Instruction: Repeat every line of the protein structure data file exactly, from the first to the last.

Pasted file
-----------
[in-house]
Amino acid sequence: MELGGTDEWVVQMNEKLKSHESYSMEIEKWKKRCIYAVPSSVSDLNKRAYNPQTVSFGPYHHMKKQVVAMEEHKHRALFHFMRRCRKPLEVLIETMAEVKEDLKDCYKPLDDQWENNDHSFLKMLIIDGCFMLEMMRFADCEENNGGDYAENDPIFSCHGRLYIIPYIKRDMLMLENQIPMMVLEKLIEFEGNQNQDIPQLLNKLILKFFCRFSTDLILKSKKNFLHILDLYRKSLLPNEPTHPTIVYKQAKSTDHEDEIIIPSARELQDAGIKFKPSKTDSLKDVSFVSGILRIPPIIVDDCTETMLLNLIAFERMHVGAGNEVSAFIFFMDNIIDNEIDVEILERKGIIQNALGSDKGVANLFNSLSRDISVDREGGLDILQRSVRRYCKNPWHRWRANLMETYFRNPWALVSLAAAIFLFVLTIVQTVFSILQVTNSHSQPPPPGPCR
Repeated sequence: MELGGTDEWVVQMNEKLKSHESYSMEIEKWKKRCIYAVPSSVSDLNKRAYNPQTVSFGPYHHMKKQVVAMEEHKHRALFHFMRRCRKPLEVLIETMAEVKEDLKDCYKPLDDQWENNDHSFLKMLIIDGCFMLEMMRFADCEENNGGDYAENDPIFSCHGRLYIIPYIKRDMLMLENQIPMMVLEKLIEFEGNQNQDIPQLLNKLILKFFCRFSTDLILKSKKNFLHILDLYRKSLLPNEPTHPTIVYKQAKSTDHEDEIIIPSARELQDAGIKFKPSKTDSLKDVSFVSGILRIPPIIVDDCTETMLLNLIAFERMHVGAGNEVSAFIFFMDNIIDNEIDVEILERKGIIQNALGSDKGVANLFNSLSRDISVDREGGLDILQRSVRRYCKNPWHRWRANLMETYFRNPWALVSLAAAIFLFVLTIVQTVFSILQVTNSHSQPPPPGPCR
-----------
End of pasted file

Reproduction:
[in-house]
Amino acid sequence: MELGGTDEWVVQMNEKLKSHESYSMEIEKWKKRCIYAVPSSVSDLNKRAYNPQTVSFGPYHHMKKQVVAMEEHKHRALFHFMRRCRKPLEVLIETMAEVKEDLKDCYKPLDDQWENNDHSFLKMLIIDGCFMLEMMRFADCEENNGGDYAENDPIFSCHGRLYIIPYIKRDMLMLENQIPMMVLEKLIEFEGNQNQDIPQLLNKLILKFFCRFSTDLILKSKKNFLHILDLYRKSLLPNEPTHPTIVYKQAKSTDHEDEIIIPSARELQDAGIKFKPSKTDSLKDVSFVSGILRIPPIIVDDCTETMLLNLIAFERMHVGAGNEVSAFIFFMDNIIDNEIDVEILERKGIIQNALGSDKGVANLFNSLSRDISVDREGGLDILQRSVRRYCKNPWHRWRANLMETYFRNPWALVSLAAAIFLFVLTIVQTVFSILQVTNSHSQPPPPGPCR
Repeated sequence: MELGGTDEWVVQMNEKLKSHESYSMEIEKWKKRCIYAVPSSVSDLNKRAYNPQTVSFGPYHHMKKQVVAMEEHKHRALFHFMRRCRKPLEVLIETMAEVKEDLKDCYKPLDDQWENNDHSFLKMLIIDGCFMLEMMRFADCEENNGGDYAENDPIFSCHGRLYIIPYIKRDMLMLENQIPMMVLEKLIEFEGNQNQDIPQLLNKLILKFFCRFSTDLILKSKKNFLHILDLYRKSLLPNEPTHPTIVYKQAKSTDHEDEIIIPSARELQDAGIKFKPSKTDSLKDVSFVSGILRIPPIIVDDCTETMLLNLIAFERMHVGAGNEVSAFIFFMDNIIDNEIDVEILERKGIIQNALGSDKGVANLFNSLSRDISVDREGGLDILQRSVRRYCKNPWHRWRANLMETYFRNPWALVSLAAAIFLFVLTIVQTVFSILQVTNSHSQPPPPGPCR